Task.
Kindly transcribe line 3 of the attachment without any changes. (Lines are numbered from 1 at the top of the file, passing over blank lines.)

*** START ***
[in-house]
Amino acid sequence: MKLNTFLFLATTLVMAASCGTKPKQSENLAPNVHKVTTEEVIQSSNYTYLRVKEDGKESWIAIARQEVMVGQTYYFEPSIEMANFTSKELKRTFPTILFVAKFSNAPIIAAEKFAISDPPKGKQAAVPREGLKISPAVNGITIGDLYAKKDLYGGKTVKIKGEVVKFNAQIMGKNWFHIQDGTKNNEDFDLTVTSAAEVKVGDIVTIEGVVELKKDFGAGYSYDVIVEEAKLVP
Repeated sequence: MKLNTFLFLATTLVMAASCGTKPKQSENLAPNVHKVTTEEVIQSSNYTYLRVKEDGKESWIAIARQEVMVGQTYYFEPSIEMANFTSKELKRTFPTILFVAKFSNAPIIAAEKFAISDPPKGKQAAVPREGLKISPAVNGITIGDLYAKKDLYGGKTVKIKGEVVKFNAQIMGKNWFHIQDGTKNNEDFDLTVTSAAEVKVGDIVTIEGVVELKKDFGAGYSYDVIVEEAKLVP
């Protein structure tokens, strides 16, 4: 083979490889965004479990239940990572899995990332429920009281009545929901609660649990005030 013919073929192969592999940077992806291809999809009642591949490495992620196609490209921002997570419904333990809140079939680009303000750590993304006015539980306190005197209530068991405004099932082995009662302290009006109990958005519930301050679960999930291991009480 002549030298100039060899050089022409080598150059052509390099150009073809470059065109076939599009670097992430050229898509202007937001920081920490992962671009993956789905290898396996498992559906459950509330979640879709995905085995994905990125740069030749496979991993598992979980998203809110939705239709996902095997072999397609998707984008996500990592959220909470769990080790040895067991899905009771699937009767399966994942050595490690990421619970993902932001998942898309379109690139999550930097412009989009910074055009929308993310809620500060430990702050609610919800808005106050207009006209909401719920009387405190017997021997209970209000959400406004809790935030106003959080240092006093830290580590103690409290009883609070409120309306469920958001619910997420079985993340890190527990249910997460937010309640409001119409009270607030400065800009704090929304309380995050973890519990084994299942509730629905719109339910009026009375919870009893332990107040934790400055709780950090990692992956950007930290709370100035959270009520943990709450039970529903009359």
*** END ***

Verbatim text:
Repeated sequence: MKLNTFLFLATTLVMAASCGTKPKQSENLAPNVHKVTTEEVIQSSNYTYLRVKEDGKESWIAIARQEVMVGQTYYFEPSIEMANFTSKELKRTFPTILFVAKFSNAPIIAAEKFAISDPPKGKQAAVPREGLKISPAVNGITIGDLYAKKDLYGGKTVKIKGEVVKFNAQIMGKNWFHIQDGTKNNEDFDLTVTSAAEVKVGDIVTIEGVVELKKDFGAGYSYDVIVEEAKLVP